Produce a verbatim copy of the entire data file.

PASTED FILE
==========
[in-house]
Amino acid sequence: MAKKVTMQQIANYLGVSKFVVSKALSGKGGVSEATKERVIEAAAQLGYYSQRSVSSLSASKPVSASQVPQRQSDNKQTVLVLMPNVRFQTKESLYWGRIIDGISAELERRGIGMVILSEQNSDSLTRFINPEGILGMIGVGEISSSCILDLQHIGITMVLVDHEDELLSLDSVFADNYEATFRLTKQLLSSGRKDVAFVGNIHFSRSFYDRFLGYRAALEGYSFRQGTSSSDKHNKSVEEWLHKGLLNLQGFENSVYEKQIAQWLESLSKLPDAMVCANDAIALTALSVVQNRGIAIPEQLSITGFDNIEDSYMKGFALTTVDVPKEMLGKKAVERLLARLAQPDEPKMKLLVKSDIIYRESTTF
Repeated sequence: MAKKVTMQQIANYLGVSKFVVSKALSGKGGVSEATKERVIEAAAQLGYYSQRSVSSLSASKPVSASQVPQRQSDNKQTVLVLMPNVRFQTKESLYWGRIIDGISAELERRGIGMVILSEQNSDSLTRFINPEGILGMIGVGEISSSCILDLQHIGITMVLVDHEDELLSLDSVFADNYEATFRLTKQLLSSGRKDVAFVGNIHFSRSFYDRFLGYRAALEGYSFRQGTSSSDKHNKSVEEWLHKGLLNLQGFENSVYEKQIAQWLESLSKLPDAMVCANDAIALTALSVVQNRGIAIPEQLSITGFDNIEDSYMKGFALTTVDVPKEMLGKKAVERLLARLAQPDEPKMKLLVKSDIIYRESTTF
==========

[in-house]
Amino acid sequence: MAKKVTMQQIANYLGVSKFVVSKALSGKGGVSEATKERVIEAAAQLGYYSQRSVSSLSASKPVSASQVPQRQSDNKQTVLVLMPNVRFQTKESLYWGRIIDGISAELERRGIGMVILSEQNSDSLTRFINPEGILGMIGVGEISSSCILDLQHIGITMVLVDHEDELLSLDSVFADNYEATFRLTKQLLSSGRKDVAFVGNIHFSRSFYDRFLGYRAALEGYSFRQGTSSSDKHNKSVEEWLHKGLLNLQGFENSVYEKQIAQWLESLSKLPDAMVCANDAIALTALSVVQNRGIAIPEQLSITGFDNIEDSYMKGFALTTVDVPKEMLGKKAVERLLARLAQPDEPKMKLLVKSDIIYRESTTF
Repeated sequence: MAKKVTMQQIANYLGVSKFVVSKALSGKGGVSEATKERVIEAAAQLGYYSQRSVSSLSASKPVSASQVPQRQSDNKQTVLVLMPNVRFQTKESLYWGRIIDGISAELERRGIGMVILSEQNSDSLTRFINPEGILGMIGVGEISSSCILDLQHIGITMVLVDHEDELLSLDSVFADNYEATFRLTKQLLSSGRKDVAFVGNIHFSRSFYDRFLGYRAALEGYSFRQGTSSSDKHNKSVEEWLHKGLLNLQGFENSVYEKQIAQWLESLSKLPDAMVCANDAIALTALSVVQNRGIAIPEQLSITGFDNIEDSYMKGFALTTVDVPKEMLGKKAVERLLARLAQPDEPKMKLLVKSDIIYRESTTF